Love, Chunibyo & Other Delusions - Take on Me! Antagonist Edition
So, needless to say, this blog contains SPOILERS not only for the new Love, Chunibyo & Other Delusions - Take on Me! movie, but also the series as a whole! If you wish to remain spoiler-free, then turn back now! The Wicked Lord Shingan commands it!
First things first. You’re thinking it, and we’re thinking it. It’s right there in the title of the movie, so let’s go ahead and play THAT song.
Be sure to dance. You know, if you want to. It’s a catchy song. Better yet, let’s all dance while we give those who haven’t seen the movie time to exit out of the blog. We’ll wait right here until you’re done.
<Insert dancing montage here>
Ok, everyone good now? It’s finally out of our systems, so let’s talk about the latest entry in the Love, Chunibyo & Other Delusions saga!
Yuta and Rikka have gone through a lot over the years. We now find them in their third year of high school and on the cusp of adulthood. Their relationship has survived many trials and tribulations, from embarrassing shenanigans to other love interests, to learning to accept your partner for who they are.
But one of the pieces that make a memorable story is a good antagonist.
What Makes a Good Antagonist?
It’s important to note here that an antagonist is NOT the same thing as a villain. An antagonist is simply someone who stands in the way of the protagonist and their goal, which can actually be a good or a bad thing depending on the story’s context. Toka has long filled this role because she wants Rikka to drop the chunibyo act and behave like a “normal person”.
This time she’s going to Italy, and she’s bound and determined to take Rikka with her. She’s not going to take “no” for an answer, either. Meanwhile, Rikka knows that this will separate her from her loving and understanding boyfriend.
Ultimately, Toka cares about her sister. Her antagonistic nature is born from worry. Rikka is about to enter the real world, yet she still holds fast to her chunibyo life. The first season explained why she’s like that: it started as a coping mechanism due to the death of her father.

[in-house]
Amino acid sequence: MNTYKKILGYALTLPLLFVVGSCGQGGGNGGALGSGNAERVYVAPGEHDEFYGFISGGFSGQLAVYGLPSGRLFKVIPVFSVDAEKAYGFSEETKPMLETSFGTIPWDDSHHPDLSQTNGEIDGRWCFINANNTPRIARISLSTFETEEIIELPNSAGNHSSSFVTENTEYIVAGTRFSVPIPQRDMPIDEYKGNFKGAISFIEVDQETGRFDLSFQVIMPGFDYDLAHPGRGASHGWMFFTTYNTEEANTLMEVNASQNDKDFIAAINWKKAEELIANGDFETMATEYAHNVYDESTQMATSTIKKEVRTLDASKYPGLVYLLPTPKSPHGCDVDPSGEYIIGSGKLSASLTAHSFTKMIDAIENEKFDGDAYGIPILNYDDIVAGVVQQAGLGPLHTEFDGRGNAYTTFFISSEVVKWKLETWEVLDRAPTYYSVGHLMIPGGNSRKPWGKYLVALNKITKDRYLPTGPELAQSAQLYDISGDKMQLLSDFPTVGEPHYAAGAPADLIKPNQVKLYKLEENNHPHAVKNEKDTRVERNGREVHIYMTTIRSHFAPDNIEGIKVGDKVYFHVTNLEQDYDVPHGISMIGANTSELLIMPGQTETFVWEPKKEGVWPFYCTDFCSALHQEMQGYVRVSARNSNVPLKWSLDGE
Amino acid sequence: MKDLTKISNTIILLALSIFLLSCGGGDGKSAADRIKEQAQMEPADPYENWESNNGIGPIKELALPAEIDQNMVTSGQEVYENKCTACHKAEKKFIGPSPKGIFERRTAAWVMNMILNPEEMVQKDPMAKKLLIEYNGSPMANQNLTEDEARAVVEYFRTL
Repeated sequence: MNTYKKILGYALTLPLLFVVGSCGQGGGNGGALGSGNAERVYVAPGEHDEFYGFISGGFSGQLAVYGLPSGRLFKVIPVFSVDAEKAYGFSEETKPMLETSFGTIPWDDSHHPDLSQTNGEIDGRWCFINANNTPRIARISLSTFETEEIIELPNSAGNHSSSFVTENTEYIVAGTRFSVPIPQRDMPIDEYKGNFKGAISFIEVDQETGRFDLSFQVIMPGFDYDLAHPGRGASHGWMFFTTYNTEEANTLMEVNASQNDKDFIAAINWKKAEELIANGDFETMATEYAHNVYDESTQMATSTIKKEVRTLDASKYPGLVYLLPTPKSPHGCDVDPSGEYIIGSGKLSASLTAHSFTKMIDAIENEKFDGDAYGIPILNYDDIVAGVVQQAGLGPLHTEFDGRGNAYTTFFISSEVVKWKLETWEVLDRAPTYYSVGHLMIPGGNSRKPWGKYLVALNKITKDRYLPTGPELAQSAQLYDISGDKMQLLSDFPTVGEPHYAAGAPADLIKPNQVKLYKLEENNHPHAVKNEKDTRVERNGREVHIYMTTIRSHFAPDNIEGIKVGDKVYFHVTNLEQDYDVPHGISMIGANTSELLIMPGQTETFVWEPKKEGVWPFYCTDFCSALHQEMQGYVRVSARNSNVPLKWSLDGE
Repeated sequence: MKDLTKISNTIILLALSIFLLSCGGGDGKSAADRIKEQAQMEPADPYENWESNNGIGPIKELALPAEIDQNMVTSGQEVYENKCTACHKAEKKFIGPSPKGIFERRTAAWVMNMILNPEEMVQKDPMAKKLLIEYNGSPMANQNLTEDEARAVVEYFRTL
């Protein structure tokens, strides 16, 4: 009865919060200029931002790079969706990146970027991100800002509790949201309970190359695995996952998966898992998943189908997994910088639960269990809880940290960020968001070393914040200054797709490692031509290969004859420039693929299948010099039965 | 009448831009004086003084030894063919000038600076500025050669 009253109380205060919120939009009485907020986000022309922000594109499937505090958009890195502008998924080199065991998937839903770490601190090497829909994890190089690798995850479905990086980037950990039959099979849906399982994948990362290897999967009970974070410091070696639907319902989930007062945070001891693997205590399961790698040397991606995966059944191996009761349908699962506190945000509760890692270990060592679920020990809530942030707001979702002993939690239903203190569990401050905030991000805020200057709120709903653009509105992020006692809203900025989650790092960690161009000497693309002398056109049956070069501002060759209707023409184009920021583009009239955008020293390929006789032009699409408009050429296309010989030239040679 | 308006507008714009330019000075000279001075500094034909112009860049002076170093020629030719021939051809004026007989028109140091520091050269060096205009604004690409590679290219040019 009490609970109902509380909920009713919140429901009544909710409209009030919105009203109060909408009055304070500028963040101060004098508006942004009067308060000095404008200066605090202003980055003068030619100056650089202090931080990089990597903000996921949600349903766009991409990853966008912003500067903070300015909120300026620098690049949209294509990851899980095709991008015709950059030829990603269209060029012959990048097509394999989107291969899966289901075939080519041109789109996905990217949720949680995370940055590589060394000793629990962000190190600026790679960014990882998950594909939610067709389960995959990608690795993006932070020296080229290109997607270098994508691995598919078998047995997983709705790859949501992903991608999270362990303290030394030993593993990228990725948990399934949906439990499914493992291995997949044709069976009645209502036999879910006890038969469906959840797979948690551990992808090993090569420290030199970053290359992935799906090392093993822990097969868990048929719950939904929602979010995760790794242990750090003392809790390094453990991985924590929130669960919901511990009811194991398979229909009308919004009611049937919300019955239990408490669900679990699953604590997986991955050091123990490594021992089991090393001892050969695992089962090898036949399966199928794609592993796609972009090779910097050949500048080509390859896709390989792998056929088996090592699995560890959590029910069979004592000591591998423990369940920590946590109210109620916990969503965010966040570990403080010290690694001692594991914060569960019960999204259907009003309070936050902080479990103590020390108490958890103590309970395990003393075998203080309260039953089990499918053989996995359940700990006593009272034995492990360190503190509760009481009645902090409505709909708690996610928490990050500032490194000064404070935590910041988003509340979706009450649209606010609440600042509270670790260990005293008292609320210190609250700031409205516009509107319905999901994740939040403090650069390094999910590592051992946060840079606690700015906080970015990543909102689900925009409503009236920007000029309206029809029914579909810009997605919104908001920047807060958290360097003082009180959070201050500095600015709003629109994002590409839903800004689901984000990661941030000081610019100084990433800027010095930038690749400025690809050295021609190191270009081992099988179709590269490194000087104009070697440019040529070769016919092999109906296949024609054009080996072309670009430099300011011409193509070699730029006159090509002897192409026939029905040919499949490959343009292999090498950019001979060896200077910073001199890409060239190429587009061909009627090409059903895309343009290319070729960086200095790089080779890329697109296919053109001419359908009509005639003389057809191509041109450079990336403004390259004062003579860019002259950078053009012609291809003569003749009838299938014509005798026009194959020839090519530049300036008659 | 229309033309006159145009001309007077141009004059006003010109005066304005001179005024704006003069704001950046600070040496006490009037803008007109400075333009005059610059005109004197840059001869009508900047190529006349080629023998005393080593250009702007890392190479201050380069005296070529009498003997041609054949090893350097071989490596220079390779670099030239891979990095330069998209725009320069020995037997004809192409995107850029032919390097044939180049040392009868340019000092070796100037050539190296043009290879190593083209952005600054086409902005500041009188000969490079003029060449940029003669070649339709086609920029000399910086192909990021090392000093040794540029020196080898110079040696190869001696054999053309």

But as Toka points out during the movie, her sister has since dealt with her grief and found “the invisible boundary lines” that she always talked about. If chunibyo was her way of grieving, then shouldn’t she be over it already? More importantly, how can Rikka truly love Yuta if she insists on remaining the same person she’s always been?
After all, it’s only natural that people change over time.
Even Yuta, the person who accepts Rikka for who she is, can’t completely fault this logic. He understands Toka’s concerns because it reflects his own. At the same time, he doesn’t want to force Rikka into a decision she’s not ready to make. He wants Rikka to gradually ease into the transition.
Toka proves that you can be an antagonist and still be a likable character. In a way, she’s always brought a sense of balance to the series. On one hand, the audience is supposed to cheer for Rikka’s individuality and her embrace of her chunibyo. However, Toka constantly points out that it’s not necessarily for the best. It’s important to be yourself instead of trying to be someone you’re not, that much is true. But if that means you’re stagnating and not improving on your flaws, can it truly be called a good thing?
Sure, Toka wants her sister to swear off chunibyo, but it would be a disservice to accuse her of trying to mold Rikka into someone she’s not. She just wants her sister to be happy and to grow as a person.
It’s just that her idea of what that means is different from Yuta and Rikka’s.
So, the question is, will Toka drag her sister off to Italy kicking and screaming? We don’t want to spoil the movie any more than we already have, so you’ll just have to watch and find out!
Have you ever come across a good antagonist in an anime? Let us know by tagging us with @SentaiFilmworks with the social media buttons below and don’t forget to sign up for our newsletter!